India failed to save the living from covid-19. Now, it won’t count the dead

Bodies some Indians believe are covid-19 victims are seen partially buried in sand along the Ganges river in Prayagraj in the northern state of Uttar Pradesh. (Video: Courtesy of Mojo Story)

For the past 10 days, at the peak of India’s second covid-19 wave, I have traveled through remote villages in the country’s most populous state, Uttar Pradesh, documenting corpses that have been dumped in our holiest rivers. I have counted hundreds of bodies abandoned in mass shallow graves molded from the sand and stones of dried-up riverbanks. My count stands at 1,000 bodies at six different towns, spread across a few hundred miles.

A formal audit will reveal many more bodies are out there. But no one will order it.

First, the Indian government failed abysmally at saving lives. Now, it is refusing to count our dead.

The distortion in death data has rendered thousands — maybe even hundreds of thousands — of Indians invisible. India’s poor are dying unchronicled, uncounted and unacknowledged.

In Prime Minister Narendra Modi’s parliamentary constituency of Varanasi, graves had to be dug for seven half-decomposed bodies that washed onto the shore, just a stone’s throw away from a village Modi adopted under a government scheme.

In Prayagraj, named after the confluence of three rivers and rechristened from its Muslim name, Allahabad, by the Hindu nationalist strongman chief minister Yogi Adityanath, I found hundreds of bodies left by the riverside, with local residents asking, “Will the government ever bother to count our dead?”

And, by the very edge of the Ganges in the town of Unnao, where the waves of the water lashed against empty fields and there was not a person for miles, a local cowherd bore witness to the surge in bodies over the last few weeks, testifying to at least “two dead bodies, anonymously left in the sand, every day.”

The ruling Bharatiya Janata Party has tried to gloss over these floating corpses by either pretending they don’t exist or by offering ludicrous theories about it being an old custom that cannot be linked to covid-19. This is in the face of clear empirical evidence from eyewitnesses who testify to never having seen anything like this.

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The flawed morality of this moment is obvious. But the absence of truth-telling in the number of covid-19 fatalities is also pushing the country toward peril again.

In February, self-congratulatory complacency led the Modi government to entirely ignore warnings of a second wave and make a series of fatal errors that has brought India to its knees. The carnage that has followed should have chastened us. Yet, data crunchers are in a hurry to declare the worst of the second wave over. There is talk of peaks moving to plateaus, without any cognizance of either the actual number of infections or deaths. Framing policy based on fudged numbers can only take us down the road of devastation again.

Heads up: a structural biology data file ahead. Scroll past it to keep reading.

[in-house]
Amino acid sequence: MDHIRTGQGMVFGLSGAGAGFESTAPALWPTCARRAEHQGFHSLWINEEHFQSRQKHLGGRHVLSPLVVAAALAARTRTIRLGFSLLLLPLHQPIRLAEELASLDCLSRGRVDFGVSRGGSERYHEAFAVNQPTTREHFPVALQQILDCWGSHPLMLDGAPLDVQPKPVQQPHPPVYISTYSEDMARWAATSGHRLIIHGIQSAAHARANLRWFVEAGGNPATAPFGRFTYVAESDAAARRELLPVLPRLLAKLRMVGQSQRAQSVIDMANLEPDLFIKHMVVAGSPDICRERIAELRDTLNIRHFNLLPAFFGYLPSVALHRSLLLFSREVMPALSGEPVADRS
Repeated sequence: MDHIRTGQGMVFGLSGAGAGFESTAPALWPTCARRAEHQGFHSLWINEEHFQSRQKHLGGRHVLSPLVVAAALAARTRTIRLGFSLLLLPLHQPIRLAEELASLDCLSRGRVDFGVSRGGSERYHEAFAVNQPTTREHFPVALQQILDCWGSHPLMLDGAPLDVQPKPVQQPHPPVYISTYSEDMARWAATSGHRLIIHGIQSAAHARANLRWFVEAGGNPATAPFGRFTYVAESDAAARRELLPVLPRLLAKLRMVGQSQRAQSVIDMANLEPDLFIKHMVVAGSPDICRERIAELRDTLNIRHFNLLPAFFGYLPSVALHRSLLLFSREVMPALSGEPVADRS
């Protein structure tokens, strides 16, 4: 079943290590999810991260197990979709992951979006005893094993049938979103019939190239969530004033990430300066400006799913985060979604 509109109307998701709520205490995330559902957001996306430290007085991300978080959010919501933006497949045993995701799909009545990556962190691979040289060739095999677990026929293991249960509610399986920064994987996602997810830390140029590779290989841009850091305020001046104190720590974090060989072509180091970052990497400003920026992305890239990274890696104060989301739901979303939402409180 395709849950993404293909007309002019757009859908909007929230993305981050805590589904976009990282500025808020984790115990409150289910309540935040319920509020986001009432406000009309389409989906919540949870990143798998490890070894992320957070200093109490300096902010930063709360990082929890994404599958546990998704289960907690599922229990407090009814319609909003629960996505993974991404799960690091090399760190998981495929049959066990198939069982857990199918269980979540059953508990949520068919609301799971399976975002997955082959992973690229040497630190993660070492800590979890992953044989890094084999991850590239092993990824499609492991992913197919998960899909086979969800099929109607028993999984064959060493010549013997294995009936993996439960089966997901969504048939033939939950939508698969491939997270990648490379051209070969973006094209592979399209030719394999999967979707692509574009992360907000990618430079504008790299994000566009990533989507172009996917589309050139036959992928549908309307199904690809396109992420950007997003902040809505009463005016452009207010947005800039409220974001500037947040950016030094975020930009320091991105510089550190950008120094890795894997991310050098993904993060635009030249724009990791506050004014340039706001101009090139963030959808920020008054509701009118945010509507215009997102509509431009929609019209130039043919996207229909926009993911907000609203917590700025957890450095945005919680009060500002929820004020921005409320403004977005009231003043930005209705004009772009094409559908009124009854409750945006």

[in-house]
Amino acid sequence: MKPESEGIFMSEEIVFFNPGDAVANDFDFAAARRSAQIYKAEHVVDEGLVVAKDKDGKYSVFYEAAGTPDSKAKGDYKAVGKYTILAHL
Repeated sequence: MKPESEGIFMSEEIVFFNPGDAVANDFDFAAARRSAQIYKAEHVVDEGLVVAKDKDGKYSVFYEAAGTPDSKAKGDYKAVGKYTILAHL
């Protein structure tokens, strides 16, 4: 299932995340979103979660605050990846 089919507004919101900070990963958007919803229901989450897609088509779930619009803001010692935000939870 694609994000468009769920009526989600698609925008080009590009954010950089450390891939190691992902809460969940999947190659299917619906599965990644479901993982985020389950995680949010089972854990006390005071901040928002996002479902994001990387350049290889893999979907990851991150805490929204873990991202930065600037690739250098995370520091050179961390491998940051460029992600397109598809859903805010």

The abandoned bodies, bringing home the absence of dignity in death, are most likely a result of two factors. Many Indians in rural India do not have the money to pay for cremating their dead. In a year when daily wage workers are out of work because of prolonged lockdowns and a ravaged economy, the cost of wood to perform the last rites is simply unaffordable for many.

Stigma and fear around covid-19 are also leading to the dumping of bodies. The government has failed to dispel the misinformation and prejudice that has tailed the virus.

Even more unforgivable is the complete obfuscation of the carnage in India’s villages. In the absence of access to testing facilities or hospitals, Indians are dying at home from what is being described as the “onset of sudden fever” in hamlet after hamlet. From the east to the west of Uttar Pradesh, every village I have been to is reporting a surge in sudden deaths. In Ramana village in Modi’s constituency, the elected headman testified to “at least 40 deaths over the last three-four weeks.” In Kannauj, villagers speak of “at least four or five cremations every day.” And in Basi village, just two hours from the national capital, with a population of 5,000 people, the villagers say “not a single family has been untouched by fever.”

Families are being wiped out with covid-19 symptoms without being documented. In Basi, I met the family of a father and son who died within an hour of one another. The father was only in his late 50s and was never tested for covid-19, not even when his oxygen levels crashed.

In Varanasi, 227 covid-19 deaths were reported for the period between April 1 and May 7. But the undertaker at a single cremation site told me he had cremated 2,800 bodies in a week. In Delhi, in the week when between 350 and 400 deaths were being reported as the daily casualty count, at a single funeral ground the undertaker said he was cremating more than 100 bodies every night. Despite the glaring gap in official numbers and overrun cremation grounds, there has not even been a perfunctory attempt to reconcile the data.

Indian citizens are being told they do not matter enough to even be a statistic.

Barkha Dutt is an award-winning TV journalist and anchor with more than two decades of reporting experience. She is the author of “This Unquiet Land: Stories from India’s Fault Lines.” Dutt is based in New Delhi.

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